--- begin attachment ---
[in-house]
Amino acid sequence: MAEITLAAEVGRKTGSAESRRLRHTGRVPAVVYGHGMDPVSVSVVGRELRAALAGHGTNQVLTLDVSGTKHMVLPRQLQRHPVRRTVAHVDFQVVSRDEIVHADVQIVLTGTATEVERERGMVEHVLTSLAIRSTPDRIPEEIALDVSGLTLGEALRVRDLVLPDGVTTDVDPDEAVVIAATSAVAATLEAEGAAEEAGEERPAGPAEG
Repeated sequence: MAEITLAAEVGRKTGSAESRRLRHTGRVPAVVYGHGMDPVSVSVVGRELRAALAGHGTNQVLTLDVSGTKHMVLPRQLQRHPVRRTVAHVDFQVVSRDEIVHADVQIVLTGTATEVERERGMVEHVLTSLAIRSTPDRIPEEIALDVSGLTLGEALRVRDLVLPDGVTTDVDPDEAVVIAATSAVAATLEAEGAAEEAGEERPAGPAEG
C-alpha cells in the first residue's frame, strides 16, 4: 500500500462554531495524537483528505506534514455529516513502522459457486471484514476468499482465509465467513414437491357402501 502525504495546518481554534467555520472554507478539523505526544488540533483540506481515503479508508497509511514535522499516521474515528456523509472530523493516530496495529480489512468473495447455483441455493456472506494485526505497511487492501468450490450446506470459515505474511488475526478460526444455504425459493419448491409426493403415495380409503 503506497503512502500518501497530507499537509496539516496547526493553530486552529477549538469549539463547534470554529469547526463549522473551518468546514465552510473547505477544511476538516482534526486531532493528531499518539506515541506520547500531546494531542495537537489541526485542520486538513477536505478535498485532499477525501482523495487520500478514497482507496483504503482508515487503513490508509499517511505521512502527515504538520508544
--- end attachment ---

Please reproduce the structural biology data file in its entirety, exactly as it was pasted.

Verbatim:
[in-house]
Amino acid sequence: MAEITLAAEVGRKTGSAESRRLRHTGRVPAVVYGHGMDPVSVSVVGRELRAALAGHGTNQVLTLDVSGTKHMVLPRQLQRHPVRRTVAHVDFQVVSRDEIVHADVQIVLTGTATEVERERGMVEHVLTSLAIRSTPDRIPEEIALDVSGLTLGEALRVRDLVLPDGVTTDVDPDEAVVIAATSAVAATLEAEGAAEEAGEERPAGPAEG
Repeated sequence: MAEITLAAEVGRKTGSAESRRLRHTGRVPAVVYGHGMDPVSVSVVGRELRAALAGHGTNQVLTLDVSGTKHMVLPRQLQRHPVRRTVAHVDFQVVSRDEIVHADVQIVLTGTATEVERERGMVEHVLTSLAIRSTPDRIPEEIALDVSGLTLGEALRVRDLVLPDGVTTDVDPDEAVVIAATSAVAATLEAEGAAEEAGEERPAGPAEG
C-alpha cells in the first residue's frame, strides 16, 4: 500500500462554531495524537483528505506534514455529516513502522459457486471484514476468499482465509465467513414437491357402501 502525504495546518481554534467555520472554507478539523505526544488540533483540506481515503479508508497509511514535522499516521474515528456523509472530523493516530496495529480489512468473495447455483441455493456472506494485526505497511487492501468450490450446506470459515505474511488475526478460526444455504425459493419448491409426493403415495380409503 503506497503512502500518501497530507499537509496539516496547526493553530486552529477549538469549539463547534470554529469547526463549522473551518468546514465552510473547505477544511476538516482534526486531532493528531499518539506515541506520547500531546494531542495537537489541526485542520486538513477536505478535498485532499477525501482523495487520500478514497482507496483504503482508515487503513490508509499517511505521512502527515504538520508544